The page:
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Thou shalt not work alone

Author

Listed:
  • Damien Besancenot

    () (CEPN - Centre d'Economie de l'Université Paris Nord - UP13 - Université Paris 13 - USPC - Université Sorbonne Paris Cité - CNRS - Centre National de la Recherche Scientifique)

  • Kim Huynh

    () (LEM - Laboratoire d'Économie Moderne - UP2 - Université Panthéon-Assas)

  • Francisco Serranito

    () (LEO - Laboratoire d'Économie d'Orleans - CNRS - Centre National de la Recherche Scientifique - Université de Tours - UO - Université d'Orléans)

Abstract

This paper focuses on the properties of the matching process which leads to scientific collaboration. In a first step, it proposes a simple theoretical model to describe the intertemporal choice of researchers facing successive opportunities of co-authoring papers. In a second part, the paper empirically assesses the properties of the model. The main empirical result is that the number and the productivity of a researcher's co-authors reflect the productivity of this researcher. This result is consistent with the assumption that co-authorship is motivated by a willingness to increase both the quality and the quantity of research output. As researchers with a lot of influent publications papers may create links with a large number of influential co-authors, co-authoring with highly productive academics appears as a signaling device of researchers' quality.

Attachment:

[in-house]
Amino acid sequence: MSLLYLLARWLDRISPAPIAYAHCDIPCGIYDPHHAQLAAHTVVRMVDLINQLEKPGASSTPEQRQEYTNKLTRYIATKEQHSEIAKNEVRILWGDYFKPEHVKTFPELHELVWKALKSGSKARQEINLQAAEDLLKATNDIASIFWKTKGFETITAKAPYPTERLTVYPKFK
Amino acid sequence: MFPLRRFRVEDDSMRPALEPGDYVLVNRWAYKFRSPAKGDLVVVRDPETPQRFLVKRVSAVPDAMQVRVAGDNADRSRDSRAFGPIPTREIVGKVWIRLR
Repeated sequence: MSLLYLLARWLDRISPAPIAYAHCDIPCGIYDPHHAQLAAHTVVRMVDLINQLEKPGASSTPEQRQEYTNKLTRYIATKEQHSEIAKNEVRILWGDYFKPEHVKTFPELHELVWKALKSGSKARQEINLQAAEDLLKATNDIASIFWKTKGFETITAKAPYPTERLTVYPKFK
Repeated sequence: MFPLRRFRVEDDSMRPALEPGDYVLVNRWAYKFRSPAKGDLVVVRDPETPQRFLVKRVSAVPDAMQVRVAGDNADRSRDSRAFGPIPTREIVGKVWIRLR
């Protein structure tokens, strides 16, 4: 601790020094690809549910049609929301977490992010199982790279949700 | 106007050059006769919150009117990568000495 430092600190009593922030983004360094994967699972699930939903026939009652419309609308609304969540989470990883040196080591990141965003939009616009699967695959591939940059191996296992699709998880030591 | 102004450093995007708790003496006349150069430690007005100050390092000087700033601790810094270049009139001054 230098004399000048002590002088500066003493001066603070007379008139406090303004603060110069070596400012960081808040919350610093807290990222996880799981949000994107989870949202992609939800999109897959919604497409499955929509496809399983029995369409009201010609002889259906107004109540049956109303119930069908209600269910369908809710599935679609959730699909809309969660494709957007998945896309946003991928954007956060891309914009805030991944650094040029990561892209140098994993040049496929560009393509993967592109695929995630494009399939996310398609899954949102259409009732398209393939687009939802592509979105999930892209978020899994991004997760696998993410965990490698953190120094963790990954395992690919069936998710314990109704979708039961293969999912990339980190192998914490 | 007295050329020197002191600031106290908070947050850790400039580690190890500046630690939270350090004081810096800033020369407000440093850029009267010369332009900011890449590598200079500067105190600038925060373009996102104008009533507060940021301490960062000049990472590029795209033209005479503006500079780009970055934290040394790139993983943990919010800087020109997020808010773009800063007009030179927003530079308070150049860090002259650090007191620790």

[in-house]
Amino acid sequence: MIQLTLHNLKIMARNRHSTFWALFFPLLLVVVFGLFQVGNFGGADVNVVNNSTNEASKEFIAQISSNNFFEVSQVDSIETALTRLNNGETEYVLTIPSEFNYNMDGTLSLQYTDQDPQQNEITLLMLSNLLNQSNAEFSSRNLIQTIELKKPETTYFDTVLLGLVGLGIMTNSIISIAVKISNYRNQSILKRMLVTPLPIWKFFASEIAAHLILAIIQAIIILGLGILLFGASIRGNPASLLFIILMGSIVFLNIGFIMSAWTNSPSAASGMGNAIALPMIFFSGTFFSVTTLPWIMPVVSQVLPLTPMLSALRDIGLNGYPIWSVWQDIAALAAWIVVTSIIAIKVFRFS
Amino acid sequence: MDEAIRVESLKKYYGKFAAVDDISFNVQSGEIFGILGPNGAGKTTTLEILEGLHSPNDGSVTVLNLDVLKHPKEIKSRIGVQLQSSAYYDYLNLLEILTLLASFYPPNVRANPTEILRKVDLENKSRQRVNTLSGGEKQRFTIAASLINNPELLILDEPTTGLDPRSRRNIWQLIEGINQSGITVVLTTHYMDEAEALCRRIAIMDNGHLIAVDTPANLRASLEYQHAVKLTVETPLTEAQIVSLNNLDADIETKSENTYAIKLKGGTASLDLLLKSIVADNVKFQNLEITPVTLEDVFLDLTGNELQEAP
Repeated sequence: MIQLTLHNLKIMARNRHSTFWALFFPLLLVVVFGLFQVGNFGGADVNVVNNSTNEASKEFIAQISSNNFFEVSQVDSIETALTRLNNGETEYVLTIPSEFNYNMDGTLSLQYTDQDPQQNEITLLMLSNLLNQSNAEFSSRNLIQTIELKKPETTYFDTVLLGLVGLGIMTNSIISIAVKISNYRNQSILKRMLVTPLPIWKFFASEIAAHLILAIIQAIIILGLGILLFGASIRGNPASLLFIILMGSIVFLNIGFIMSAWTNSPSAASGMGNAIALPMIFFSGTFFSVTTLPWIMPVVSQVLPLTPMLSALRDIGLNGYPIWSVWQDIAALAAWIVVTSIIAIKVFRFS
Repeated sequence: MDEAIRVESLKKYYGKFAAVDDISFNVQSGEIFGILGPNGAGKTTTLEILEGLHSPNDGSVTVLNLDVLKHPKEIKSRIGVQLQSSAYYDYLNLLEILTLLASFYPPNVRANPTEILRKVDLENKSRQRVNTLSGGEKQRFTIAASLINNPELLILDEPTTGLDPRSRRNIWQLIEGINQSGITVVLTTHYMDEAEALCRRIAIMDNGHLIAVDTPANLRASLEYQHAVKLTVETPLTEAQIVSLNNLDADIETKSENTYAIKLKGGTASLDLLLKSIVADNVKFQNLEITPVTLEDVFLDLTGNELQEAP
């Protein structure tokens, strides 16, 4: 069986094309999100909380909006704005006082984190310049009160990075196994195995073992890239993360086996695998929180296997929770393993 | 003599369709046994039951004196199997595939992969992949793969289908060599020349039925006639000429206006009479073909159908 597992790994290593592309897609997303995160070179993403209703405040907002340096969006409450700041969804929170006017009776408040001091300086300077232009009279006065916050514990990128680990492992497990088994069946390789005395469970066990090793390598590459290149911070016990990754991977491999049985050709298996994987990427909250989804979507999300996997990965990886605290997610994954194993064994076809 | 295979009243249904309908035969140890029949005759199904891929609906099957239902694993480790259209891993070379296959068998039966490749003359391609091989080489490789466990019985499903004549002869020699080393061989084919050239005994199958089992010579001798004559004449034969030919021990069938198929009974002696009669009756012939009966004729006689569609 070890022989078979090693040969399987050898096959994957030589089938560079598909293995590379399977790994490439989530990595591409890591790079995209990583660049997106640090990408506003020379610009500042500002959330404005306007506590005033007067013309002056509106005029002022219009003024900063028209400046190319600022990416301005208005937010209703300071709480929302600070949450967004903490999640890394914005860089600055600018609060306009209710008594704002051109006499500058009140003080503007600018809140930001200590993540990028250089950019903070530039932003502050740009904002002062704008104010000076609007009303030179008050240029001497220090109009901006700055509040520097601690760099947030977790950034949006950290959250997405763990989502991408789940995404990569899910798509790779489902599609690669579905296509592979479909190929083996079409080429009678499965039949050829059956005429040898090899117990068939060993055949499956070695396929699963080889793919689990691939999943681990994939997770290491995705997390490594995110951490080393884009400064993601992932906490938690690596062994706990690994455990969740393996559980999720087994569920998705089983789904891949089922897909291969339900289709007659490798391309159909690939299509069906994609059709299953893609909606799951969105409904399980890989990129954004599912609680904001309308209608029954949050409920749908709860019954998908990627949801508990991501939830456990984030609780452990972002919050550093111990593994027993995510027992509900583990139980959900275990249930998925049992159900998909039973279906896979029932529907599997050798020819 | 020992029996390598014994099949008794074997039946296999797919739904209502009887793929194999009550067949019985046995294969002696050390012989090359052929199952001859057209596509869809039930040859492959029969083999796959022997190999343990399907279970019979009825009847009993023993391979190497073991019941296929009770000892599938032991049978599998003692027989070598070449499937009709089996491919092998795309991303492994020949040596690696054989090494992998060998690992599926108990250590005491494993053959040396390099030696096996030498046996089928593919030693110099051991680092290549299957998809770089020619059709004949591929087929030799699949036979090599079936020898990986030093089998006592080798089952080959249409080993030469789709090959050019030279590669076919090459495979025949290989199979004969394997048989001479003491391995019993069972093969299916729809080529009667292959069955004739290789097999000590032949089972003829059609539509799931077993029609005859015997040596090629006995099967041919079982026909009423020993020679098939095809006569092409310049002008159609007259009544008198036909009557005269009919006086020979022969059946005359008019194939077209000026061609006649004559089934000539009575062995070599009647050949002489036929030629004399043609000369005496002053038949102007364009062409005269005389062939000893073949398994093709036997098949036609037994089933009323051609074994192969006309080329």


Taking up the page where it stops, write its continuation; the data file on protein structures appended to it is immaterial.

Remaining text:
Suggested Citation

  • Damien Besancenot & Kim Huynh & Francisco Serranito, 2015. " Thou shalt not work alone ," CEPN Working Papers hal-01175758, HAL.
  • Handle: RePEc:hal:cepnwp:hal-01175758
    Note: View the original document on HAL open archive server: https://hal.archives-ouvertes.fr/hal-01175758
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    File URL: https://hal.archives-ouvertes.fr/hal-01175758/document
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    References listed on IDEAS

    as
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    Cited by:

    1. Besancenot, Damien & Huynh, Kim & Serranito, Francisco, 2017. "Co-authorship and research productivity in economics: Assessing the assortative matching hypothesis," Economic Modelling, Elsevier, vol. 66(C), pages 61-80.

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    Keywords

    matching; researchers' strategy; Co-authorship;

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